GRWR: You have a full-time job as a university professor. How do you find the time to write so prolifically since it feels like it’s one novel a year (can we mention that you’ve already sold your next book?)

MF: You can mention I’ve sold my next book! It is called New Kids and Underdogs and it’s about a new kid in town who gets immersed in the exciting world of agility dog training. I think it’s coming out late 2022 or early 2023. I’ll keep you posted.

I wouldn’t call myself prolific. I would say slow and steady wins the race. I write in the morning. I do university stuff in the afternoon. I do all my school prep in the summer. Sometimes it all falls apart. I do my best. Frankly, I’m a little tired.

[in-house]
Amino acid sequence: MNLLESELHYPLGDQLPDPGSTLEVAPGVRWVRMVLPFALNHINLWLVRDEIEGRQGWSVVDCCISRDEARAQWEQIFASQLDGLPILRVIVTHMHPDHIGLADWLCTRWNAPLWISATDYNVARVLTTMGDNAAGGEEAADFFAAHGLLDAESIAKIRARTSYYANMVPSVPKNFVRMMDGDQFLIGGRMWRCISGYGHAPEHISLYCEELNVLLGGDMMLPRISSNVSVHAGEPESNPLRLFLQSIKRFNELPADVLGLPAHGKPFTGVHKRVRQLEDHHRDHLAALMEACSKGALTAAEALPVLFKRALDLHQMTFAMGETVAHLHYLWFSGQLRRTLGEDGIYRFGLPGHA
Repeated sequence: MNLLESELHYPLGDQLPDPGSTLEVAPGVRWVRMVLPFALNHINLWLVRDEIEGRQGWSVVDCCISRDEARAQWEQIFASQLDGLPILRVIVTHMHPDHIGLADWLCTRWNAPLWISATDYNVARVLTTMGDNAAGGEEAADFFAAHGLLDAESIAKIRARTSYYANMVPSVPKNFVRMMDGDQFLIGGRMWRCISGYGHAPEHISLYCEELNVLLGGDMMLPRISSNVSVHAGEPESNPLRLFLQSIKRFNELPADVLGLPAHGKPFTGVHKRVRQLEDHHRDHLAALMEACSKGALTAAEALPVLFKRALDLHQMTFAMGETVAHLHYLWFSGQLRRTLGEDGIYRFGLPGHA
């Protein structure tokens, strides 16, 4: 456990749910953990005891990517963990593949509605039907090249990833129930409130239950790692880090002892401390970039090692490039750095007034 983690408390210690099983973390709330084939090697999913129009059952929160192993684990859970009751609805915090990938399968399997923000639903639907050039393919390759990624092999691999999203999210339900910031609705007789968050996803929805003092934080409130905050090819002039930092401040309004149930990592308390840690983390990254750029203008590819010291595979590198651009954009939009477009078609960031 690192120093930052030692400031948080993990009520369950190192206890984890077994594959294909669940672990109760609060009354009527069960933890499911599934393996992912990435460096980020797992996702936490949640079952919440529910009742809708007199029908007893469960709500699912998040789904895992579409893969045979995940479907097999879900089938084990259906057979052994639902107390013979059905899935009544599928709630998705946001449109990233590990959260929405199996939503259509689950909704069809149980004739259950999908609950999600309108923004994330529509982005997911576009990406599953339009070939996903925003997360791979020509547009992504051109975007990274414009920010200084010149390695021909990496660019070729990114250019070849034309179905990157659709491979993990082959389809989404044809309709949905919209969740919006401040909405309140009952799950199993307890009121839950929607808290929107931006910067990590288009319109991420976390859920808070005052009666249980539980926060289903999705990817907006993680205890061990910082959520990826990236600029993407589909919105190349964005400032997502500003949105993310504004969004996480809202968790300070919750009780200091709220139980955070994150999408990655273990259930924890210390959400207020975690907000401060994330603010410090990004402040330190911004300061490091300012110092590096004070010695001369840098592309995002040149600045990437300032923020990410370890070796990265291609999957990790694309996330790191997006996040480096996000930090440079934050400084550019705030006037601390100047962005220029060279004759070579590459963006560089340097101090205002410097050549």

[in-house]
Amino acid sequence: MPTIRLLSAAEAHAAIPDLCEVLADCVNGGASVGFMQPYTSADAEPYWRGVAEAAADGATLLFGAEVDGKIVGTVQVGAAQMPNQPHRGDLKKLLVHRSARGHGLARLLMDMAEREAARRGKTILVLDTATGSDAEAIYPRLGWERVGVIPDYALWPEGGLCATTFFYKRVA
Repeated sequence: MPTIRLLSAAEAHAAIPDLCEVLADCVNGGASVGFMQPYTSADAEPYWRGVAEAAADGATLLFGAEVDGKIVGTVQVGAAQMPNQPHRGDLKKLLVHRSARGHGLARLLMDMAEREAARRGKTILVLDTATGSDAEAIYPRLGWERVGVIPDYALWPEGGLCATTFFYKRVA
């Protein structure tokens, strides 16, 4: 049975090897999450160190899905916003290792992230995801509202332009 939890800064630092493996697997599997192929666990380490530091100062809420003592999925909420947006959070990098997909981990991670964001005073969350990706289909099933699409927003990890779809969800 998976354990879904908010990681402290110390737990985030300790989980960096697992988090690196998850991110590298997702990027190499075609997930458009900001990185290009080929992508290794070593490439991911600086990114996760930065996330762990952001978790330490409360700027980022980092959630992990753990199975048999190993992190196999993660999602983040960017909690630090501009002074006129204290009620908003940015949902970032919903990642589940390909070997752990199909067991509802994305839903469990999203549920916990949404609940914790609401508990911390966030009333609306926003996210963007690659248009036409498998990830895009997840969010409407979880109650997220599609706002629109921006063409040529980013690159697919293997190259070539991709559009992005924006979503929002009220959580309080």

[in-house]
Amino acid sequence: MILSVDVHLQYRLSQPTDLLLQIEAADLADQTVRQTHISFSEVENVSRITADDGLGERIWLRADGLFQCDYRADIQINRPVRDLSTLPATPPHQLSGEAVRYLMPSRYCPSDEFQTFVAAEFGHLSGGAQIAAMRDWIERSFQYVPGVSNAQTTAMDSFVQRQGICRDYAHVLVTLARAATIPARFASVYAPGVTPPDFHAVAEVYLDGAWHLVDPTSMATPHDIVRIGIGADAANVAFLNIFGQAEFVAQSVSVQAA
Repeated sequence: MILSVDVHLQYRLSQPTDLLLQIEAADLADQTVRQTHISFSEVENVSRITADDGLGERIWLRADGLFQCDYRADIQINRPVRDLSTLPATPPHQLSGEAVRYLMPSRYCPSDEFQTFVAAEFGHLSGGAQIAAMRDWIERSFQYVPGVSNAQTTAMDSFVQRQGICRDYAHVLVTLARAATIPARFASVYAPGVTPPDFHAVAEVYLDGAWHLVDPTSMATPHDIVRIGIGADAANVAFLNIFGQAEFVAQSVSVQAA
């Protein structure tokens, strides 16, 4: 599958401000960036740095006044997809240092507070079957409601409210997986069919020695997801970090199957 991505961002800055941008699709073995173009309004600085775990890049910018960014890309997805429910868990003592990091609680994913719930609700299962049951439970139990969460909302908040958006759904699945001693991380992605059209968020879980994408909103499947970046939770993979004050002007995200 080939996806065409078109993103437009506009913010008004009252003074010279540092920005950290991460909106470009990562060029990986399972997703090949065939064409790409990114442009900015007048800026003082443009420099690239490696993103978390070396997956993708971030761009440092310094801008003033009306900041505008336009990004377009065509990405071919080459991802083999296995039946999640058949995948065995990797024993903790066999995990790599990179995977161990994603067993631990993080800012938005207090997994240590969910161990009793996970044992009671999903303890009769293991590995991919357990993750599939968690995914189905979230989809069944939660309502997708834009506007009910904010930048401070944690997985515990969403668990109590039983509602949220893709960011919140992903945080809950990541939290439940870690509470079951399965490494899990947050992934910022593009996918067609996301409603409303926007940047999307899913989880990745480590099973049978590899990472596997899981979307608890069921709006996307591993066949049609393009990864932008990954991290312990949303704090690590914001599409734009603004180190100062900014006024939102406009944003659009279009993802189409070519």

GRWR: I know you have something exciting planned for tomorrow,  Saturday, November 6 to promote this book. Can you tell readers about it and how they can attend?

MF: Yes! Join me on November sixth (please see below) for a very special Conversation with Susan B. Anthony. Yes! She is still dead! But she is coming back from the grave this one time, just so I can interview her. It will be held live and online on Zoom Webinar. So anyone can join in—and even ask Susan a few questions.

 

GRWR: What’s on the horizon, Margaret?

MF: A bath, a good rest, maybe a real laz-a-bout, and then a whole lot of grading before I pull up my sleeves and start writing again. I’m thinking monkey bars that hang just a little too high from the ground. I’m thinking garden apartments. I’m thinking a kid who learns to take charge when the grown-ups won’t. But we’ll see.